Trying the ZR Acoustics Panels

kach22i

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Thank you, that link works.

Always interested in what the next great mouse trap looks like.

EDIT:

The video posted earlier at the 29:00 to 31:00 mark is pretty darn interesting, and gets more weird/exciting from there.

Link:
 
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kach22i

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.........Here is my layman's distillation of the explanations I've seen of how the ZR technology works: A sound wave hits the ZR panel and is obliterated (down to the molecular level the manufacturer says) by the many small, non-parallel surfaces, scattering the air and eliminating the sound wave so no reflection is possible. ....................................
Any idea how this might behave or affect dipolar/bipolar speakers like open baffle or electrostatics?

Would it diffuse the rear wave or absorb it?

EDIT:

At the end of the video the 46:00 mark he says go ahead and put your speakers right against the treated front wall.
 
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Nuprin

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Yes...I wondered about the same thing for open baffle designs. If the ZR panels work as advertised, I'll have to borrow some speakers of that type or get a pair of Maggie LRS to play around with.

Maybe Hansen usually deals with studio monitors. My understanding is that most of them are not rear ported so it will be interesting as my speakers ARE rear ported.
 

Cellcbern

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Any idea how this might behave or affect dipolar/bipolar speakers like open baffle or electrostatics?

Would it diffuse the rear wave or absorb it?

EDIT:

At the end of the video the 46:00 mark he says go ahead and put your speakers right against the treated front wall.
No experience with dipole/open baffle speakers and the ZR panels, and not sure how dipole/open baffle speakers behave with conventional room treatments. The ZR panels do not absorb or diffuse in the conventional sense. I think what they do could be better described as deconstructing the sound wave and I see no reason why they wouldn't do the same with the rear wave of a dipolar/open baffle speaker. My Bache loudspeakers are front ported and I have them up against the ZR panels/wall with no negative effects on soundstaging and a dramatic improvement in clarity compared with the RPG BAD combination panels and Gik absorbers. Note also that while they both reduce reflections the ZR panels don't make the room sound dead the way the Gik absorbers do, so perhaps there is some diffusive effect. I also tried my rear ported Ars Aures speakers up against the ZR panels/wall and got the same result as with the Bache. I don't have bass traps because of their bulk and my (2" thick plus air gap) RPG and Gik panels don't provide much treatment of the low frequencies. The ZR panels on the other hand impact all frequencies equally so the big increase in clarity may be a result of the ZR panels eliminating room modes. When my additional ZR panels arrive and I have more wall coverage I plan to pull my speakers back from the wall to see how that impacts the sound. Note that I had the opportunity to speak with Hanson Hsu directly about the panels and asked him specifically about the recommended placement of speakers right up against the panels. His comment was that pulling the speakers back from the panels/wall "would let too much air escape". He was very careful during our conversation about revealing technical insights, and said that he was working on patenting aspects of the ZR technology.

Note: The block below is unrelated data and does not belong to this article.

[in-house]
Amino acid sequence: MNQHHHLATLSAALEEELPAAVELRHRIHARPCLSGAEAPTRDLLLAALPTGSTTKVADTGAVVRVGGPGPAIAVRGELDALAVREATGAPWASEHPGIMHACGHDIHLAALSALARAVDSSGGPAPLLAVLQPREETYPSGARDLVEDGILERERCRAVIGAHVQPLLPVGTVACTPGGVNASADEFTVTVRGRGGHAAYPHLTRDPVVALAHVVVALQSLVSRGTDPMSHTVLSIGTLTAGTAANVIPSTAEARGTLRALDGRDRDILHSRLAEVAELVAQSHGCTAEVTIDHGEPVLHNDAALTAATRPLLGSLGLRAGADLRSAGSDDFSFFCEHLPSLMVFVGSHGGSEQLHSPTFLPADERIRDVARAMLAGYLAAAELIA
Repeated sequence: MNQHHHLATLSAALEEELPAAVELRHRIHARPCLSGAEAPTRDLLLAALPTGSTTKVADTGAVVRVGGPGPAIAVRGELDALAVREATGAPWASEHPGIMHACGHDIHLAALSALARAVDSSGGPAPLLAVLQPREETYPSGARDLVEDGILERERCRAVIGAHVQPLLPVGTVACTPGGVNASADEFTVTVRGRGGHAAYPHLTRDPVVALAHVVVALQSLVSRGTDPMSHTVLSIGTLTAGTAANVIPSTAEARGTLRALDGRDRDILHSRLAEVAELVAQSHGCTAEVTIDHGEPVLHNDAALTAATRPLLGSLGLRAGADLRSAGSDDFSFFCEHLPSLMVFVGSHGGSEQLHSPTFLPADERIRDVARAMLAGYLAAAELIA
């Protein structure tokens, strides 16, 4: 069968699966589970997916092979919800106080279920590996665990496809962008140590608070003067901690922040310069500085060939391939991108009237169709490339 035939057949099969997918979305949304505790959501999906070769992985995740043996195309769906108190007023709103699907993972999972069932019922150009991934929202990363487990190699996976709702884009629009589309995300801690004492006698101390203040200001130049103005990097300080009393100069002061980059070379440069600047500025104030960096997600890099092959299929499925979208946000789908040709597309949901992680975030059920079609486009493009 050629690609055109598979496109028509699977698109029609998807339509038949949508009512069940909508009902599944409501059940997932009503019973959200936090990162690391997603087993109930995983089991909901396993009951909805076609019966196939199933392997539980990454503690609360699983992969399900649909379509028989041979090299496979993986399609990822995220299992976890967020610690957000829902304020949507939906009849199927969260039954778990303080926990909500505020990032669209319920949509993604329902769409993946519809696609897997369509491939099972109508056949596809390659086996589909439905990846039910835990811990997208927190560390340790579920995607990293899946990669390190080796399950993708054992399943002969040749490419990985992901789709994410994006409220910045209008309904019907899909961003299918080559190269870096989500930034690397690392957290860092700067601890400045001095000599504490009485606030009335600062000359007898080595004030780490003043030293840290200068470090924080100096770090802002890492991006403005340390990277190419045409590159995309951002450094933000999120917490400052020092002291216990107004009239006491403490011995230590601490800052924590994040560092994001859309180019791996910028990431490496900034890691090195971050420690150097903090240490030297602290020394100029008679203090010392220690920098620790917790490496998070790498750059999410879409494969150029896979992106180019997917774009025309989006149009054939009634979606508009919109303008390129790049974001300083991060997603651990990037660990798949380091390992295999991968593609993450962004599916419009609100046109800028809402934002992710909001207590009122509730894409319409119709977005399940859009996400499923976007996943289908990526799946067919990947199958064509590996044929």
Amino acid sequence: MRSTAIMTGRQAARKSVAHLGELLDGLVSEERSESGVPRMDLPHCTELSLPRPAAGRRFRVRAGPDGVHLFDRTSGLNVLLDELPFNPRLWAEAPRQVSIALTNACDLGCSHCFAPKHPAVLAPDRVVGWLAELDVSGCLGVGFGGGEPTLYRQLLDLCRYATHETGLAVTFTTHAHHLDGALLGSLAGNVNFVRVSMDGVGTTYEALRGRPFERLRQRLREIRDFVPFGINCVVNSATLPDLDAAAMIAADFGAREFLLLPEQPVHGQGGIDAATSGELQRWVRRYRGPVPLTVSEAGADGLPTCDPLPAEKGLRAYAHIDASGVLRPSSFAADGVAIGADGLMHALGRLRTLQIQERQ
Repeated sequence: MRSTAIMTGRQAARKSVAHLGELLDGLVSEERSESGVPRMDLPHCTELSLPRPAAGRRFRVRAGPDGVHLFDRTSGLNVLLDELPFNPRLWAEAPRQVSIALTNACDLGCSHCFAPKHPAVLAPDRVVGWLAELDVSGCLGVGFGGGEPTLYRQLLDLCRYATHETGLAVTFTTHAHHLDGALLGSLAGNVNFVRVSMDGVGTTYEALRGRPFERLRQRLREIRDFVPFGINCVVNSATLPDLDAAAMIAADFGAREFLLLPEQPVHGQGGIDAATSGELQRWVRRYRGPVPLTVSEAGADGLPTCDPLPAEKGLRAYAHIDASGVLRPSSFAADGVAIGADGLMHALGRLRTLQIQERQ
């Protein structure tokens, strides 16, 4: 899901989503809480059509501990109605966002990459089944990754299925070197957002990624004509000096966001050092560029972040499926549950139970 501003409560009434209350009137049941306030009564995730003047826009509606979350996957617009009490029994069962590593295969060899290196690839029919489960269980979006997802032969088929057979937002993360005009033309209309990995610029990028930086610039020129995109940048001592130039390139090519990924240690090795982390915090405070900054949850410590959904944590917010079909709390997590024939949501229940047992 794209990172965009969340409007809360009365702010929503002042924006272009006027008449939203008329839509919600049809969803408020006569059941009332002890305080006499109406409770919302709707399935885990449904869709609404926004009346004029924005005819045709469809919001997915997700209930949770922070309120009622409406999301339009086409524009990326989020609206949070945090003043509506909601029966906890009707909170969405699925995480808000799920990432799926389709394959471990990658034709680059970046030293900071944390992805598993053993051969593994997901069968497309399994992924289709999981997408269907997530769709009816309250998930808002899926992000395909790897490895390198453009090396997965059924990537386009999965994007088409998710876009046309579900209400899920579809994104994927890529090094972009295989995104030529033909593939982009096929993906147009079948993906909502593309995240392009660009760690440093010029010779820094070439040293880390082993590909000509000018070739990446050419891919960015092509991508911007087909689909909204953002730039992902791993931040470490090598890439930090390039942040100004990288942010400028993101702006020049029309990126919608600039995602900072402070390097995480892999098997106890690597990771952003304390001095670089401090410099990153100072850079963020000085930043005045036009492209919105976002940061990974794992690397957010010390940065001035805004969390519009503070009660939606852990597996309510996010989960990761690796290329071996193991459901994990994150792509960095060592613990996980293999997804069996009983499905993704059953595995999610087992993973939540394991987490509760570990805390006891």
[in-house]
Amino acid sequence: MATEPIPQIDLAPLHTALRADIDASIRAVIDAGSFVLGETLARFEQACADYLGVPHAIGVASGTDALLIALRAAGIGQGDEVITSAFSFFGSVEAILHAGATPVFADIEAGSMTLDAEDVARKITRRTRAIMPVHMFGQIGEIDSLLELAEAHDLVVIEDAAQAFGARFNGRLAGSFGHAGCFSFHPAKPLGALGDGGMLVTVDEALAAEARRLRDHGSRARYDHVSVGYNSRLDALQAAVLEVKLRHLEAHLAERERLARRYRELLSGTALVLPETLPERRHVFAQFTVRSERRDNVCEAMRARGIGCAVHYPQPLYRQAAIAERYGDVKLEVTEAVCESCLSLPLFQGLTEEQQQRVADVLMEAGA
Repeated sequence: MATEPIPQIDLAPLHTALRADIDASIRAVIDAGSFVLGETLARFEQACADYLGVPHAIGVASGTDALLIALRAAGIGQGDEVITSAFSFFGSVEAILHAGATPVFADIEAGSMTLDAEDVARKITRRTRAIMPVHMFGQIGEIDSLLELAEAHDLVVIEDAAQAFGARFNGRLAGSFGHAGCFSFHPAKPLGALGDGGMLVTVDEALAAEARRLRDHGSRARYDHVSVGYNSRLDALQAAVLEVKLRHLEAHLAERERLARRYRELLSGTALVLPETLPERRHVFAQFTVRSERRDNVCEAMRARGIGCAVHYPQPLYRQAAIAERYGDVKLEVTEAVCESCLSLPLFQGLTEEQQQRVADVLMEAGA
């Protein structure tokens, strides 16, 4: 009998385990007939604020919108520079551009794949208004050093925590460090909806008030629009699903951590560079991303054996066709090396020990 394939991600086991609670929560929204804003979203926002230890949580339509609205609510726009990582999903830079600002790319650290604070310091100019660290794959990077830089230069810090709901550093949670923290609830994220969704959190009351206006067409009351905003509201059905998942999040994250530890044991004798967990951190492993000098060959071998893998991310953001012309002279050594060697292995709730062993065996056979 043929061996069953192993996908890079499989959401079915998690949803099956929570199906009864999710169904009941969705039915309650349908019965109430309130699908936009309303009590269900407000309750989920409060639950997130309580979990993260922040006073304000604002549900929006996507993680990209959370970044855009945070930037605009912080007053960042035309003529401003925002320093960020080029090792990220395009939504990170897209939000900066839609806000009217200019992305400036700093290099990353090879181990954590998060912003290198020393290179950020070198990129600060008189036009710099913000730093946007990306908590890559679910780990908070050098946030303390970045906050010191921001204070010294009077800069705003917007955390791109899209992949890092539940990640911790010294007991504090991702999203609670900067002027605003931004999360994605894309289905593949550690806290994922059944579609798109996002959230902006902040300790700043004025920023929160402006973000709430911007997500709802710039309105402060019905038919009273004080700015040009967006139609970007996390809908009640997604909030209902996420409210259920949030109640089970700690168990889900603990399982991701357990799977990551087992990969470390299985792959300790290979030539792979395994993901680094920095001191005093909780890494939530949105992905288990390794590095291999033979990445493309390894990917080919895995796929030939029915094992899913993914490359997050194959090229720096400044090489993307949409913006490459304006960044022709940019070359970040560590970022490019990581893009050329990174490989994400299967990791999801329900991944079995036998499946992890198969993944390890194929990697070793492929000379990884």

kach22i

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.......................The ZR panels do not absorb or diffuse in the conventional sense..............
Good to know, thank you very much.

Any predictions on ZR panel 1st and 2nd reflection points use including the ceiling reflection point?

I find their website to be terribly frustrating, I'm having a hard time getting the information I usually seek on products.

Sound energy reorganizers or recalibrators.............................that's what I would call them if I'm understanding their function correctly.

The video mentions dissipating the energy so that it's neither bounced back nor passes though typical drywall and stud construction, maybe call it a sound vanquisher?

EDIT:

I found where they hid some of their explanation in written form, I was really looking to see if they did curved panels with their etched scrolling on them, that would be doubly cool.

 
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Cellcbern

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Good to know, thank you very much.

Any predictions on ZR panel 1st and 2nd reflection points use including the ceiling reflection point?